transatlantic antitrust dance
A review of an $8 billion deal between life sciences companies Illumina and Grail could signal a new playbook for antitrust enforcement. Regulators are trying to thwart the merger in the US and Europe, a trans-Atlantic coordination that unlocks resources to question more deals, as political pressure builds to investigate whether companies, particularly Big Tech, are crushing competition.
EU competition authorities He told The Wall Street Journal Until: They expect greater compliance with the Biden administration on antitrust enforcement.
Background: In September, gene sequencing company Illumina announced that it had acquired Grail, a manufacturer of early cancer detection tests. (Grail was split by Illumina in 2016.) Companies operate in different parts of the supply chain, with Illumina upstream, gene sequencing machines, and Grail downstream running a test on these machines. Officials in the US say Illumina is the only DNA sequencing provider used with Grail tests. Regulators are concerned that the combined company will have the power to block investigations of Grail’s potential competitors.
Europe moves on to a comprehensive review of the dealIllumina confirmed to DealBook after regulators rejected the concessions offered by the companies yesterday. This works well for US authorities that have traditionally acted independently of their international counterparts. FTC in May a request dropped Stop merger in federal court while pending a domestic lawsuit. The FTC said not suing would save resources and European scrutiny would keep the deal going anyway.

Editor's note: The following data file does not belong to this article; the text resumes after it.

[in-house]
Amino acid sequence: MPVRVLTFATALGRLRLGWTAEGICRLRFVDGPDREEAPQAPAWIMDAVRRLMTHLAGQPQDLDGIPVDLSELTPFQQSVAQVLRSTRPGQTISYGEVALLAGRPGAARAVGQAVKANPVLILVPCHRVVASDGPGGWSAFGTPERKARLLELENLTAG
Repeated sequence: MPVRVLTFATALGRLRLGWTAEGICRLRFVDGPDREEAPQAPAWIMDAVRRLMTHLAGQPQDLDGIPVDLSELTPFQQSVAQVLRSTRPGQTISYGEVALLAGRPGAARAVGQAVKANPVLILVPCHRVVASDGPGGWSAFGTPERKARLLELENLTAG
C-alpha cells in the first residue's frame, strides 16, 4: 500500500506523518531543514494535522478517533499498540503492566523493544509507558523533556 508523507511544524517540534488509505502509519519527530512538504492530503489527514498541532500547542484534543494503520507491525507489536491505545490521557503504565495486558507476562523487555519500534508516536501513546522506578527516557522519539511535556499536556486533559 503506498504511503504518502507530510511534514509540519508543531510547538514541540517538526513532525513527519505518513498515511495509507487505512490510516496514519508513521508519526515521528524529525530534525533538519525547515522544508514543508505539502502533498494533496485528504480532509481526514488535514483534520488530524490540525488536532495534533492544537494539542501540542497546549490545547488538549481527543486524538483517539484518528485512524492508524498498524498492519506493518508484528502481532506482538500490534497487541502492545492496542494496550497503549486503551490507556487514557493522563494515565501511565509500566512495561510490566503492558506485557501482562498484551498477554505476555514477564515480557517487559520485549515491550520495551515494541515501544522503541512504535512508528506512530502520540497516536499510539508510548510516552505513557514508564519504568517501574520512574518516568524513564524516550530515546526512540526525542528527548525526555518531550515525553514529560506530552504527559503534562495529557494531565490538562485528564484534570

Can they do this? illuminated To claim that EU officials have the right to review the treaty, call a rule for countries with limited competitive resources. company challenge scrutiny in a European court. Francis deSouza, Illumina’s CEO, said Grail does not yet operate in Europe, so if the review holds up, it could open the door for Europe to intervene in deals between companies with limited or no presence in the EU.
“Maybe we’re getting caught in the anti-tech momentum” deSouza told DealBook. Democrats in Congress recently proposed sweeping legislation aimed at competition in the digital age and the White House disseminated executive order on reining in corporate power. Olivier Guersent, a senior EU antitrust official, told The Journal that his team is in touch with US regulators about the recent cases “so they can benefit from our learning curve”.